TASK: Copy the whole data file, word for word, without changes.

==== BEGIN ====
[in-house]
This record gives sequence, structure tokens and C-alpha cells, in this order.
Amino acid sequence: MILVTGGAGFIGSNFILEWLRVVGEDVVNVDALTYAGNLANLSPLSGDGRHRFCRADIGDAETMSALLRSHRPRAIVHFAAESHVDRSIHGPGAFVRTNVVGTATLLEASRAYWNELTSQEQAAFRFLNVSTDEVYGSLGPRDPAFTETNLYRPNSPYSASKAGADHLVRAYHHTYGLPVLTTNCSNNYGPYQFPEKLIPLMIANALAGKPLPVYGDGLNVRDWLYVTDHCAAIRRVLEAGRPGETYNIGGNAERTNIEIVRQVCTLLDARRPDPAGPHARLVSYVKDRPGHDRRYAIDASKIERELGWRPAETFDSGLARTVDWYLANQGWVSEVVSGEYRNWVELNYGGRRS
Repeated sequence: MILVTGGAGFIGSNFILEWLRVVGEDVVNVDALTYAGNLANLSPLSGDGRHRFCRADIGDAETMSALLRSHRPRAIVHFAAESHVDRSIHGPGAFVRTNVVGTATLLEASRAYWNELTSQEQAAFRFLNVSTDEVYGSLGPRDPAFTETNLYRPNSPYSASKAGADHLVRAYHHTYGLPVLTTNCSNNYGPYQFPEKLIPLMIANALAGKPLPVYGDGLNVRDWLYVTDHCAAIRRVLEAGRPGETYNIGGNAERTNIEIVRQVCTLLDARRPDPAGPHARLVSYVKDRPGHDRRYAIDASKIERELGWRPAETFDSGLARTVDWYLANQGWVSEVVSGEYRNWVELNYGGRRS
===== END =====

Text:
[in-house]
This record gives sequence, structure tokens and C-alpha cells, in this order.
Amino acid sequence: MILVTGGAGFIGSNFILEWLRVVGEDVVNVDALTYAGNLANLSPLSGDGRHRFCRADIGDAETMSALLRSHRPRAIVHFAAESHVDRSIHGPGAFVRTNVVGTATLLEASRAYWNELTSQEQAAFRFLNVSTDEVYGSLGPRDPAFTETNLYRPNSPYSASKAGADHLVRAYHHTYGLPVLTTNCSNNYGPYQFPEKLIPLMIANALAGKPLPVYGDGLNVRDWLYVTDHCAAIRRVLEAGRPGETYNIGGNAERTNIEIVRQVCTLLDARRPDPAGPHARLVSYVKDRPGHDRRYAIDASKIERELGWRPAETFDSGLARTVDWYLANQGWVSEVVSGEYRNWVELNYGGRRS
Repeated sequence: MILVTGGAGFIGSNFILEWLRVVGEDVVNVDALTYAGNLANLSPLSGDGRHRFCRADIGDAETMSALLRSHRPRAIVHFAAESHVDRSIHGPGAFVRTNVVGTATLLEASRAYWNELTSQEQAAFRFLNVSTDEVYGSLGPRDPAFTETNLYRPNSPYSASKAGADHLVRAYHHTYGLPVLTTNCSNNYGPYQFPEKLIPLMIANALAGKPLPVYGDGLNVRDWLYVTDHCAAIRRVLEAGRPGETYNIGGNAERTNIEIVRQVCTLLDARRPDPAGPHARLVSYVKDRPGHDRRYAIDASKIERELGWRPAETFDSGLARTVDWYLANQGWVSEVVSGEYRNWVELNYGGRRS